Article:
During my final semester of undergraduate I have worked my way through a program designed by Callum Mahoney. In this time I took my gym PRs through the roof. Before starting the program my gym 1Rms were:
By the end of ten weeks of programming, my gym 1Rms were:
I learned two major lessons from these ten weeks of training.
You can make progress while working full-time
During these ten weeks, I was not only training, but I was also student teaching full-time. The first three weeks were nine hours a day, on my feet, teaching high school students, and in the HS weight room teaching and demonstrating for the strength and conditioning class. Last seven weeks were nine hours a day, on my feet, teaching, demonstrating, playing with these kindergarteners through fifth graders, and then continuing extra hours after school and playing hockey with a group of students who stayed after waiting for rides. I’d get done with these days teaching, and then go to the gym for two to three hours, and just smash things. I made my gains. I made them while tired, beaten down from days of work without pay and additional life stressors, but those gains were still there. Walk into the gym and turn it on. You can make progress even working 40+ hours a week.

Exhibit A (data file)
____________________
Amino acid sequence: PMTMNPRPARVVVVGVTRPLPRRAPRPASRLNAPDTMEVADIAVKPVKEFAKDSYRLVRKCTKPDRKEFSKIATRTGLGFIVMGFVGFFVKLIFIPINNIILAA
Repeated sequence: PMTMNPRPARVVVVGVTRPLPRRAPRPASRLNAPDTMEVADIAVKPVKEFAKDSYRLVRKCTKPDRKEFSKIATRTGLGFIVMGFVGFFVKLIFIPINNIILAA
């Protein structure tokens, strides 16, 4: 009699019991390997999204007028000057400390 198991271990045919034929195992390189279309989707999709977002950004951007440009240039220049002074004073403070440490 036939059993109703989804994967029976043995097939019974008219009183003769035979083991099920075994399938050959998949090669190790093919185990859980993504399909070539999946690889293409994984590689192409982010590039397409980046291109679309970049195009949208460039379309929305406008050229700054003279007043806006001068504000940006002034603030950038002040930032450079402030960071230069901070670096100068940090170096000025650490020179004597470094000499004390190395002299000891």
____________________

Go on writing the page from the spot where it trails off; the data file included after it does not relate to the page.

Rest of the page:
Accumulate, Intensify, Destroy
Before and, for that matter, during this cycle of training I did not fully understand the concept of accumulation, intensification, and transformation phases of training. It was not until after this cycle, when I was trying to return to my own programming, that I realized just what these phases meant. I had spent ten weeks building up and chasing new rep maxes every training day. Chasing these “big” numbers week in and week out without any thought to the level of strain I was putting on my body and how there would be a time limit on how long I could push this. When I came out of this cycle and immediately moved on thinking that I could just continue pushing these numbers, I was met with failure after failure. It was at this point that I realized I needed to restart from the bottom. I needed to get more work back under my belt and get my reps back in at manageable weights. Once I have my base set again I can begin to intensify my training before moving on to the transformation phase (or, as I prefer, the destroy phase) where I can chase those PRs in the gym and perform at the top level in sporting endeavors. I realized that the program took me through these phases in a sustainable manner, and that to continue my improvements I needed to cycle back through them. This is where I stand now.
I feel as if having someone else write my programming for a bit allowed me to keep from overthinking my training, and gave me an experience that I as a young coach could not provide for myself because of that lack of experience. However, now I have a deeper understanding of programming demands for progressing in strength performance and can apply them to programming for myself and others.
2013 is in for some surprises.